8 Moreover, the Russian authorities must take practical steps to address the issue of missing and disappeared persons, particularly through introducing effective systems for the identification and recording of bodies found and to make this information public.
9 The Assembly fears that the excessively harsh manner in which the security forces act in the region in no way contributes to restoring law and order. On the contrary, it produces more desperation, violence and thus instability.
10 Recalling the Council of Europe’s humanitarian and legal principles, the Assembly strongly condemns human rights violations in the fight against terrorism, which have now for well over a decade proven not only to be unlawful but also totally ineffective.
11 It stresses that in order to prevent future serious human rights violations, all law inforcement agencies active in the Chechen Republic should receive additional orders from the highest authorities to respect basic human rights in the course of the operations. This is particularly true for certain Chechen security forces.
Both the democratic process and the fight against impunity must benefit from the work of strong and independent non-governmental human rights organisations. The Assembly expresses concern that the recently adopted law on the legal status of civil society organisations falls short of the standards of the Council of Europe. The Assembly is also concerned about reports on administrative and judicial harassment of some non-governmental organisations, and – in line with Resolution 1455 (2005)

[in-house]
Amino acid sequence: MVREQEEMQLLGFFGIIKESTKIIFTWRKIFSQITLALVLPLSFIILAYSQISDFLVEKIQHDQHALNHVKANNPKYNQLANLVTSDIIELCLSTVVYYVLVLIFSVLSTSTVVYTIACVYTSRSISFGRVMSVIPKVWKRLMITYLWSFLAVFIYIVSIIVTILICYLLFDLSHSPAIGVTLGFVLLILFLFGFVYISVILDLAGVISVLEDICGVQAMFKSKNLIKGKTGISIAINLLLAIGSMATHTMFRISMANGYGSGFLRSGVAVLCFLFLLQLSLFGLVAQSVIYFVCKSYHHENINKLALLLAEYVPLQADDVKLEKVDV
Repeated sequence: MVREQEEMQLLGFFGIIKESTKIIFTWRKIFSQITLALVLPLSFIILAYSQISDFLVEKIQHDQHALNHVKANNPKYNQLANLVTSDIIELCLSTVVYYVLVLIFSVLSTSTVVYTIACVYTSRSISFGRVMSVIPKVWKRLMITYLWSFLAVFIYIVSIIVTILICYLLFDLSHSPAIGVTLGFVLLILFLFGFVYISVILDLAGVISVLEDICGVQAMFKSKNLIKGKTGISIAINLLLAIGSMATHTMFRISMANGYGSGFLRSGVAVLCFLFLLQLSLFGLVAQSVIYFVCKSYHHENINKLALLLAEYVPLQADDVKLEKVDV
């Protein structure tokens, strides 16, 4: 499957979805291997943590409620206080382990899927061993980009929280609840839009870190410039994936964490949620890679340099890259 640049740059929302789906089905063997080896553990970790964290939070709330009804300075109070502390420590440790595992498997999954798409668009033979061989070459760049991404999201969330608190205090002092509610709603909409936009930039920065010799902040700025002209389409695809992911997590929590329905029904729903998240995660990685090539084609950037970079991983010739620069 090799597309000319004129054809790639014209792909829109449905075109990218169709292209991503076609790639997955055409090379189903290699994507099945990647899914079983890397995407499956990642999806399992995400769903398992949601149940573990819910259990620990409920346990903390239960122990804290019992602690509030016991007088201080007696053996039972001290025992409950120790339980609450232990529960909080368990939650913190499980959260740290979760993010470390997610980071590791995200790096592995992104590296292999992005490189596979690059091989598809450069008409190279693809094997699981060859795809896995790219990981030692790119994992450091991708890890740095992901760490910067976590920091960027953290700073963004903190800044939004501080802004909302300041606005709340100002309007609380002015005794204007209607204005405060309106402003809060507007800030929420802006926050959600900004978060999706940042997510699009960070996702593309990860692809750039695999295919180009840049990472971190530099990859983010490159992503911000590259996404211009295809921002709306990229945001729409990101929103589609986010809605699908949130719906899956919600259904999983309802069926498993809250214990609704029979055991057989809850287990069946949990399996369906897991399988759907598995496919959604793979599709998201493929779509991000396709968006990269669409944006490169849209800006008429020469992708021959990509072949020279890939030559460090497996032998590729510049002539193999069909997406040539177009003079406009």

on the honouring of obligations and commitments by the Russian Federation – reiterates its call on the Russian Government to give NGOs the possibility to do their important work by creating administrative, fiscal and political conditions for the normal functioning of Russian civil society.
13 The Assembly urges the Russian Government to fully implement all recommendations made by the bodies and mechanisms of the Council of Europe, as well as those of the UN.
In view of the seriousness of the human rights violations in the Chechen Republic, the Assembly is most dissatisfied with the replies of the Committee of Ministers to its recommendations. It regrets in particular that:
14.1 the Committee of Ministers’ monitoring of the human rights situation in the Chechen Republic, launched by the Secretary General in June 2000, is now de facto at a standstill since the spring of 2004, despite repeated calls by the Assembly to intensify monitoring efforts;
the Committee of Ministers did not take any “specific action” by virtue of the 1994 Declaration on compliance with commitments accepted by member states of the Council of Europe, after the Assembly had formally seized it in Recommendation 1600 (2003)
. Such an omission is unacceptable, especially as the Assembly had used for the first time the mechanism the Committee of Ministers had itself set up for this purpose;
15 The Assembly fears that the lack of effective reaction by the Council’s executive body in the face of the most serious human rights issue in any of the Council of Europe’s member states undermines the credibility of the Organisation.